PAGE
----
Do you think building Circa in that location has had the effect of revitalizing that area?

I would say that what you see in Downtown Las Vegas is really starting to take off. When we bought Fitzgeralds in 2011, Downtown had project after project really help support both prior projects and future projects. So, I would say this has been about a great 10-year run downtown; and Circa certainly was a part of that. It’s pretty amazing to see all these new housing developments, all these apartments going up. You see investment in additional bars and restaurants, and new businesses moving downtown. It’s been pretty amazing over the last 10 years, seeing all this investment going into the neighborhood.

Is it true that Circa Casino has the largest sportsbook in the world?

Yeah, that’s true. You know, the Fremont Street Experience is the second-most visited tourist attraction in America. Las Vegas as a whole has 150,000 hotel rooms, while Downtown Las Vegas only has 6,000. Yet Fremont Street has always been an attraction. When we designed Circa, we wanted to design an attraction within an attraction. Now, I’m a sports guy, and we wanted to create something special from the sports experience perspective, so part of the project of Circa was to design the world’s largest sportsbook. It’s three stories tall.

From an operational standpoint, where do you see sports betting going in the coming years?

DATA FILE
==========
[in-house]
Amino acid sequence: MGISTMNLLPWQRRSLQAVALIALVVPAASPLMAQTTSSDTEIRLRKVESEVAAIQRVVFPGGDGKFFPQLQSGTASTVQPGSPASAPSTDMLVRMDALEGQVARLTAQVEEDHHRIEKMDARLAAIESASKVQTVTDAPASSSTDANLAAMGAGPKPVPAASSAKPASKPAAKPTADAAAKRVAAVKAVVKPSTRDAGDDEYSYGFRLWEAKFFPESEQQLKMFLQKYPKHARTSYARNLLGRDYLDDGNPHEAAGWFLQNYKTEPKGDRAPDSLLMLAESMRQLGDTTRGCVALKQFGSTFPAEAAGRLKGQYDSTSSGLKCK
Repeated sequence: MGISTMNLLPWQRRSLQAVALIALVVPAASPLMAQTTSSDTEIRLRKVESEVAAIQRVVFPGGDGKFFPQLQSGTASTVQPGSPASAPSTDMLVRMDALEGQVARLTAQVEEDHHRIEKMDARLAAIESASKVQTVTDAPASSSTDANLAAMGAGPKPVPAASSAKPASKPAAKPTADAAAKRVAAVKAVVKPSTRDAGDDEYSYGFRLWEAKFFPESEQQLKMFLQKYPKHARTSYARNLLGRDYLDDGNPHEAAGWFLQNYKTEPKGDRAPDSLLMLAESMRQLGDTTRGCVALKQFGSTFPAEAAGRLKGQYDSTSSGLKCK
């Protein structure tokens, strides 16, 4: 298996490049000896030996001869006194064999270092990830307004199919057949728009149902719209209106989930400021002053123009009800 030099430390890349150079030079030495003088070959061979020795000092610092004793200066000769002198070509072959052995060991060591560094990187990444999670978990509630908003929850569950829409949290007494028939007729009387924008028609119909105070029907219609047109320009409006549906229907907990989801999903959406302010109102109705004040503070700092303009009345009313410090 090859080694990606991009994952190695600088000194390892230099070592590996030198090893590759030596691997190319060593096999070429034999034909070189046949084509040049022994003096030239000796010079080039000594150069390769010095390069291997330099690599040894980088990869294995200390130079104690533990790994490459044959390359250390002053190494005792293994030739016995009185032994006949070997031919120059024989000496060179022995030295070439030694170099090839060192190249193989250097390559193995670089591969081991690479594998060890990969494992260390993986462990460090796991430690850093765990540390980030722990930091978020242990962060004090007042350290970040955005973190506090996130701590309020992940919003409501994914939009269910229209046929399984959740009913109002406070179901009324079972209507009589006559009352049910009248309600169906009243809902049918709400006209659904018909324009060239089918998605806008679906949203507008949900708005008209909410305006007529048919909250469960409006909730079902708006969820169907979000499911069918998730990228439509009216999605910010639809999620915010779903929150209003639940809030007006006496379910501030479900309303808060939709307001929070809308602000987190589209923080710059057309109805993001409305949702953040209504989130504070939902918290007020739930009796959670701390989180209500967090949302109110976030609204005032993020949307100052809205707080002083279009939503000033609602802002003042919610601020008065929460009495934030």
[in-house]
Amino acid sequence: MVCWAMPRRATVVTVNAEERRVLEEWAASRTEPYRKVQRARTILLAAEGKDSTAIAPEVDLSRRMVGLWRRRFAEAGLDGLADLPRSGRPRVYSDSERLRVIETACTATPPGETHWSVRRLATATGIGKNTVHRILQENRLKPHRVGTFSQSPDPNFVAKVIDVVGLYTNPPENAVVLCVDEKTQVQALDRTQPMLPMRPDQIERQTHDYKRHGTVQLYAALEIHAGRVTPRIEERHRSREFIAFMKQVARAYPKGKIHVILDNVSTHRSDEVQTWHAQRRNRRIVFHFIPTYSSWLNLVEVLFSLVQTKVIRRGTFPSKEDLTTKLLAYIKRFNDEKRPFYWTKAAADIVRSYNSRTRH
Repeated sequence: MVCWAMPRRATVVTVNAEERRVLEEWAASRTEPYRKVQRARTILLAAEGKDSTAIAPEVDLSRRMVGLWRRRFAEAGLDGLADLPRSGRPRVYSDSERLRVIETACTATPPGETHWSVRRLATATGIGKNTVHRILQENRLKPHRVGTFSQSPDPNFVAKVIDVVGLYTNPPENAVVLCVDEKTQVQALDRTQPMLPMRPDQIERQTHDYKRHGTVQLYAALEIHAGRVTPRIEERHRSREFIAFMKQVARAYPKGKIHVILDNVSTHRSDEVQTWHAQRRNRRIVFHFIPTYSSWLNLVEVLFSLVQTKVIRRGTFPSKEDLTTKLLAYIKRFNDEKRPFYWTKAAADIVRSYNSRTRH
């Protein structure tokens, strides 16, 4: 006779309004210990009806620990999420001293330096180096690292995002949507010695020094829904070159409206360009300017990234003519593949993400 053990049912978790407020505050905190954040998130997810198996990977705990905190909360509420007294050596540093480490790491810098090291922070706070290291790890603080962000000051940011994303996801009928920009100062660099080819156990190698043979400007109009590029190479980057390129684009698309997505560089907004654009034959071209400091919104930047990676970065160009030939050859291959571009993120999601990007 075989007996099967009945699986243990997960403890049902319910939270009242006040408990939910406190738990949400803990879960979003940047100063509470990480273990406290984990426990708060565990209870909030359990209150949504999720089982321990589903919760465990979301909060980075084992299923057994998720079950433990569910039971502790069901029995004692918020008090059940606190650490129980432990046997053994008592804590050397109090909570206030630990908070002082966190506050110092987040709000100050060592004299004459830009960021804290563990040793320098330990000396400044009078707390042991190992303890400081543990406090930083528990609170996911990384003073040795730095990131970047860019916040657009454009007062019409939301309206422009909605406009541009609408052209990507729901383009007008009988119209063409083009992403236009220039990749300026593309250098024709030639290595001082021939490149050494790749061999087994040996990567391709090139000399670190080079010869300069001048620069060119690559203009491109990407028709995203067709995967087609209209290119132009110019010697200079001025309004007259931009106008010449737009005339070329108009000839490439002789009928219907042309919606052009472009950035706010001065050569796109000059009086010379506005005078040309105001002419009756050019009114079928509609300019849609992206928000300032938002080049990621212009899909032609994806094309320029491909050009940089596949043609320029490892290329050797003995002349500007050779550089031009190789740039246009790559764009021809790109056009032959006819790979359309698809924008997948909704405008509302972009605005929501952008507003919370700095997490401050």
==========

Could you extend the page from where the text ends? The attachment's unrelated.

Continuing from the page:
What we’ve seen in the last two years has been exponential growth, as more and more states have legalized betting. I’ve always thought that would be a great thing for Las Vegas and the State of Nevada. It’s really awakening a lot of the overall public in the US to sports betting and how fun it can be. It’s good for teams, it’s good for owners, it’s good for media networks; and it’s a hell of a lot of fun for plenty of people who are now making their first sports bet.

Have you transferred your allegiance from Detroit teams to Las Vegas teams?

Fortunately I’m a sports fan. I like all sports. I’m always going  to be a Detroit Tigers, a Detroit Lions fan, because that’s where I’m from; but I love the Las Vegas teams too, the Golden Knights and the Raiders.

Do you find it’s important to have a presence on the floor in the operation of a casino?

Well, I’ve always been fortunate that I love my businesses, so it’s not as though I want to run out at five o’clock. I get a bit     of a benefit in that I work in an office throughout the day, but at night I get to go down to the casino floor. I get to hang around customers coming in and watch some games. It’s one of those things: everyone likes to see a maitre d', everyone likes to see the owner, whether you’re in the casino business or the restaurant business. There’s a something a little bit special with private ownership and entrepreneurialism.